tame will find enough gain here for an overdose.
DRIVE V-AMP: This simulation is based on a more modern
high-gain lead amp producing a soft but precise sound with
plenty of drive, making it ideal for lead guitar work. The DRIVE
V-AMP is modeled on the Mesa Boogie Mark III.
CALIFORNIA DRIVE: Based on the Mesa Boogie Mark II c, this
is purely a simulation of its drive channel—definitely the right
choice for Santana songs.
CRUNCH V-AMP: This amp is ideal for modern blues or jazz.
Its sound is not too subtle, but not in-your-face either—it’s
crunchy, that’s all.
CUSTOM DRIVE: This simulates the Dumble Overdrive
Special—an amp that was at the top of many guitarists’ wish-list
but beyond their financial means. Dumble amps are hand-made
and can be custom-built for the individual guitarist. What we’ve
done here is simulate the drive channel of one of these rare
CLEAN V-AMP: Here we have managed to simulate the sound
of a Roland JC-120 and comine it with our BRIT CLASSIC model.
The result is the brilliance of a transistor amp which, however,
features the cutting power of a Marshall Plexi. Turn the GAIN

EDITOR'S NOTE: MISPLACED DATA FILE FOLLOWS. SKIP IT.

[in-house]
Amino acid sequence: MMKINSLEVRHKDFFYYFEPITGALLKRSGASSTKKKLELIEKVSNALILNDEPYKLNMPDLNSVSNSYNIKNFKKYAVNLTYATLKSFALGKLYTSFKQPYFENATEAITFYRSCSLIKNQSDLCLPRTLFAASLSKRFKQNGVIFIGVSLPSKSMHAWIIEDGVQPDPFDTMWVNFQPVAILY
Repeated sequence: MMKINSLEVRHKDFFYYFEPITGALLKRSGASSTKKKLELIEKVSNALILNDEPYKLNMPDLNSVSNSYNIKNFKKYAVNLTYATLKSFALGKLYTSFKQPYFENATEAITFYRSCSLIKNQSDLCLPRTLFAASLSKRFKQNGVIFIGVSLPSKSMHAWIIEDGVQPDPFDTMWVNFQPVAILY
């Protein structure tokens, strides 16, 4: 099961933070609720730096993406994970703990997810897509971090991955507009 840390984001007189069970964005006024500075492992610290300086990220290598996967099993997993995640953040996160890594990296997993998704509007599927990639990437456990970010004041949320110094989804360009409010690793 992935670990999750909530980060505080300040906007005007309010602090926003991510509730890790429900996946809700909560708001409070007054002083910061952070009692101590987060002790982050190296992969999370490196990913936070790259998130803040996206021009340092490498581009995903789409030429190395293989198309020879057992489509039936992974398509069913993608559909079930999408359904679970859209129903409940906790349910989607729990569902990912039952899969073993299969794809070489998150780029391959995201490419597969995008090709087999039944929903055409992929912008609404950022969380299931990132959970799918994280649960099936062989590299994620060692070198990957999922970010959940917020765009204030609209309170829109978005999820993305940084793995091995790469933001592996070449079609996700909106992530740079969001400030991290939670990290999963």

control clockwise and the Marshall comes in.
CALIFORNIA CLEAN: This model is based on the clean channel
of the Mesa Boogie Mark II c. It sounds a little like a Fender, but
has more of a punch in the mid-range.
TUBE PREAMP: Sound engineers were quick to recognize
the appeal of tubes. They used tube amps to add warmth to all
kinds of sounds. This amp model is not only for refining guitar
sounds. Try putting a vocal track through the V-AMPIRE/V-AMP
PRO/V-AMP 2 and give it the finishing touch with TUBE PREAMP.
CUSTOM CLEAN: This simulation is of the clean channel on
our Dumble amp. A clean sound that really cuts through, especially
when used with compressor attack settings around 2 ms.
PREAMP BYPASS: In this setting, no amp simulation is se-
lected. This makes it possible, for example, to play through an
external guitar preamp and only use the effects or the speaker
simulation. To activate the PREAMP BYPASS, press TAP and
- BYPASS (NO SPEAKER SIMULATION)
1 - 1 x 8" VINTAGE TWEED
2 - 4 x 10" VINTAGE BASS
3 - 4 x 10" V-AMP CUSTOM
4 - 1 x 12" MID COMBO
5 - 1 x 12" BLACKFACE
6 - 1 x 12" BRIT ’60
7 - 1 x 12" DELUXE ’52
8 - 2 x 12" TWIN COMBO
9 - 2 x 12" US CLASS A
10 - 2 x 12" V-AMP CUSTOM
11 - 2 x 12" BRIT ’67
12 - 4 x 12" VINTAGE 30
13 - 4 x 12" STANDARD ’78
14 - 4 x 12" OFF AXIS
15 - 4 x 12" V-AMP CUSTOM
A disfrutar del cacharrito!